This was an action at law, brought in the court below by Frederick N. Pauly, defetjdant in error, as ..eceiver of the California National Bank of San Dieg.), against William H. Wilson and Annie E. Wilson, upon four promissory notes, for the sum, in all, of $22,575, executed by them at San Diego, Cal., to tht: above-named bank on the 24th day of March, 1891, and payable in six months after that date. During the progress of the suit William H. WUson died, leaving a will, and Annie E. Wilson was appointed executrix thereof, .and the suit was thereupon revived against her as such. Separate answers were filed in her behalf, personally, and as executrix. As executrix she pleaded: (1) That the notes sued on were executed as the price of the one-third mterest In the Rose Canyon brickyard and kiln, situated at Ban Diego, Cal., of which one C. H. Hill claimed to be lessee from one A.G. Gasson, containing eighty acres, and the one-third interest in certain patents on kilns for burning brick, and the plant and personal property situated on said leased premises at the time (except brick which had been burned and finished), with the stipulatioll that the said Hill, J. W. Collins, and W. H. Wilson should enter into a coequal partnership for the manufacture and sale of brick at said yard and kiln. (2) That said Collins had for a long time been president of said California National Bank, of San Diego, Cal., and theretofore been associated with the said Hill in operating said yard and kiln, in the manufacture of brick at said yard and kiln for sale, upon an agreement to divide the profits of. said business, and said Hill and Collins were partners in said business. (3) That said Collins had agreed with said HilI, for carrying on said business, to furnish the capital necessary, which he did by discounting the notes of said Hill in said bank, tlecured by the pledge of said patents, and there was, at the time of said agreement, an indebtedness existing against the said Hill to said bank, secured as aforesaid, to the amount of about $32,000. (4) That said Hill and Collins falsely and fraudulently represented to said Wilson, in making said agreement of purchase and partnership, that large profits had been made by them in the sale and manufacture of brick at said yard and kiln, and falsely and fraudulently represented that they had already unfilled orders for 6,400,000 bricks for the erection of a college building at or near San Diego, about 250,000 or 300,000 to be pressed, and the remainder common brick, the latter at $11 per 1,000, and the former at $35 per 1,000, and also orders from other l!Iources, making, altogether, enough to run the yard for about 12 months, assuming the annual product would be 10,000,000 bricks,-all of which said representations, so made, were false and untrue, and so known to be by said Hill and Collins when so made. (5) That said notes were, at the request of said Collins, then the president of said bank, made payable to said bank, to be used in the payment of so much of the indebtedness of the said Hill to said bank, already existing and owing by him, and so much of the said debt of the said Hill was satisfied to the said bank, which was the only consideration moving from said bank for the execution of the said notes to it. (6) That during all the time while these transactions were going on, said Collins was the president of said bank, and that said bank had full notice- and knowledge of the said contracts, and of the false and fraudulent representations of said Collins and Hill in the procurement of the execution of said notes, and is bound thereby. (7) That, not only were all of said false and fraudulent statements, stated In said representations, made to said W. H. Wilson by the said Collins and Hill, but were so made by them for the purpose of inducing him to believe and rely upon them, and that he did rely on said statements in making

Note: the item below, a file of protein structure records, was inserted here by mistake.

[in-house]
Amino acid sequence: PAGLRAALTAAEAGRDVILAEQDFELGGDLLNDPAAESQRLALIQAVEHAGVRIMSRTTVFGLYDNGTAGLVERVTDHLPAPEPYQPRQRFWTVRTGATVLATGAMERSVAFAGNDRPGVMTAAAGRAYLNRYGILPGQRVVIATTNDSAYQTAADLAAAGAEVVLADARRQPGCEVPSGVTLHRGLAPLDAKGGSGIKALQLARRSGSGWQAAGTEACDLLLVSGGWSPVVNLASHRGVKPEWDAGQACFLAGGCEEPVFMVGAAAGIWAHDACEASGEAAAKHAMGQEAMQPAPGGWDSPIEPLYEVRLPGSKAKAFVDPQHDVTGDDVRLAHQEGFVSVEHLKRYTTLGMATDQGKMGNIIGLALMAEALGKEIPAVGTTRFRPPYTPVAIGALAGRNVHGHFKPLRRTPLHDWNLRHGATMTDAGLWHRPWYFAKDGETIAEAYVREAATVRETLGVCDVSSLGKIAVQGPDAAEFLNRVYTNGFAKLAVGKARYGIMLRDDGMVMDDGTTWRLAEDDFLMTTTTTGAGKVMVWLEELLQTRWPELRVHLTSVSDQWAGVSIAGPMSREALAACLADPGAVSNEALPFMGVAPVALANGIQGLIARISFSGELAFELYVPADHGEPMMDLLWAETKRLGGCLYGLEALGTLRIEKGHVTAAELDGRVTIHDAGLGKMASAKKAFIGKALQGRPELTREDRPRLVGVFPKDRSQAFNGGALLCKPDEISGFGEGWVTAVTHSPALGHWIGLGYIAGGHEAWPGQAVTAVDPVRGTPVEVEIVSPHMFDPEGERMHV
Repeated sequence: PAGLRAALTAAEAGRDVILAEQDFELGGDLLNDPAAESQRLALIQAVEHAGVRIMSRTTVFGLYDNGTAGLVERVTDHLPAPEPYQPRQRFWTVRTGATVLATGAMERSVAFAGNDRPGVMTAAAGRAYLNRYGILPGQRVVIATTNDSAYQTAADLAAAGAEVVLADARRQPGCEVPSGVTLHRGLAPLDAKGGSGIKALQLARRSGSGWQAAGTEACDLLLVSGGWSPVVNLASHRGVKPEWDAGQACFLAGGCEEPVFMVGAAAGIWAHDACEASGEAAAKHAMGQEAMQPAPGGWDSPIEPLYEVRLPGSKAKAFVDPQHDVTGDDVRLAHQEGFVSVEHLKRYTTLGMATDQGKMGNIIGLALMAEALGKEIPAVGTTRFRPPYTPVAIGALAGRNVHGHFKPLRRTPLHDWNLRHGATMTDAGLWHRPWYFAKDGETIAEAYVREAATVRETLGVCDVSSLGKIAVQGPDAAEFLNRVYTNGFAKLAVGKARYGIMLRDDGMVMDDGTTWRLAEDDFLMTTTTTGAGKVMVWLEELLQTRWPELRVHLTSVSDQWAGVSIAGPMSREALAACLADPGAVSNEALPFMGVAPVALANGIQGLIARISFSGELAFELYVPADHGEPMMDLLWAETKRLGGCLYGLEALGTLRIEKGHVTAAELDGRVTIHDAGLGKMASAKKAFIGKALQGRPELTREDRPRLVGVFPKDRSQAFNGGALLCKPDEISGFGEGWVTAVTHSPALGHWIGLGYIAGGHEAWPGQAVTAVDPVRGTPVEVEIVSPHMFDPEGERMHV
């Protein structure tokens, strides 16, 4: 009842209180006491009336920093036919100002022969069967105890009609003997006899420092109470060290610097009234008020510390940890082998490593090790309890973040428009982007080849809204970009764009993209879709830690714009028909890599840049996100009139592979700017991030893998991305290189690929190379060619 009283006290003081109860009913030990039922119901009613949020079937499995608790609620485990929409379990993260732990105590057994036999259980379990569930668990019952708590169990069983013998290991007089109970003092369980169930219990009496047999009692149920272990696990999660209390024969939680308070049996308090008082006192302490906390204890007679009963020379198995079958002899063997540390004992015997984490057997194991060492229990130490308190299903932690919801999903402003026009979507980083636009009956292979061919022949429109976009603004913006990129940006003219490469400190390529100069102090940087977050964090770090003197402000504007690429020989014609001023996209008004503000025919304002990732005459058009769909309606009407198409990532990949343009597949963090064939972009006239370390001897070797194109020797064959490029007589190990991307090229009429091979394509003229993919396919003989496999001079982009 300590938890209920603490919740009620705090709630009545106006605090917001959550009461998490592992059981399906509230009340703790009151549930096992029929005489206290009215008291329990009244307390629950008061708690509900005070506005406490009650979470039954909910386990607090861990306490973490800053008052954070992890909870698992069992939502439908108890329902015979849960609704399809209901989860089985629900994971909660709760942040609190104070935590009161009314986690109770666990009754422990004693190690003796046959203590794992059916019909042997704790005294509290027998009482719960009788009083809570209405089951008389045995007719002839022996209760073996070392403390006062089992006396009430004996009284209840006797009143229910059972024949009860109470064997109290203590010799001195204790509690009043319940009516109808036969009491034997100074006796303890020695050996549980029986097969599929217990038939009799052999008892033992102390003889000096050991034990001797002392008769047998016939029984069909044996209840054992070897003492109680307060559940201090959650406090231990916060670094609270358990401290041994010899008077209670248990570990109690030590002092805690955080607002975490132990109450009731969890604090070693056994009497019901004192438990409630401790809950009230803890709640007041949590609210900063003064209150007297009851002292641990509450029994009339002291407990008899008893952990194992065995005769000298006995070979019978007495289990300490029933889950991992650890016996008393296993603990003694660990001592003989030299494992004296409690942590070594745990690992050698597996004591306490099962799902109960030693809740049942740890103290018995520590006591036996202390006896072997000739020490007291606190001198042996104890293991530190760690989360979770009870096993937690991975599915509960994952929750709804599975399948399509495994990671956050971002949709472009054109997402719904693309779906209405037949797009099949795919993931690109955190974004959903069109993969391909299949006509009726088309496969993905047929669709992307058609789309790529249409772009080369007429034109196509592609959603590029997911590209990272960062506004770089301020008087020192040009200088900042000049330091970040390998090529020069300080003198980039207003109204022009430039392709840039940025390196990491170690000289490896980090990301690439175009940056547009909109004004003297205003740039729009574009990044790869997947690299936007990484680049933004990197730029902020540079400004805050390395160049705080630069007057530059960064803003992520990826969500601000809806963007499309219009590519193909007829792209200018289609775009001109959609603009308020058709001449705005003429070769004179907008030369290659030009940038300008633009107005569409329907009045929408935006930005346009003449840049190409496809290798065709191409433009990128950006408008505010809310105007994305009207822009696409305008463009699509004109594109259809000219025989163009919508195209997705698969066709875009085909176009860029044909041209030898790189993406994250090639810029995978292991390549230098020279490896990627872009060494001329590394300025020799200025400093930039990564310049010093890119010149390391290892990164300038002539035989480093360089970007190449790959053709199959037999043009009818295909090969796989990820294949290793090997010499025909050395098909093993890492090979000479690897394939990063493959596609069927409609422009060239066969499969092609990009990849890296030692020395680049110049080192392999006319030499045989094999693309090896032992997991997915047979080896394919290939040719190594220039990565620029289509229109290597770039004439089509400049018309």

WILSON t1. PAur,Y.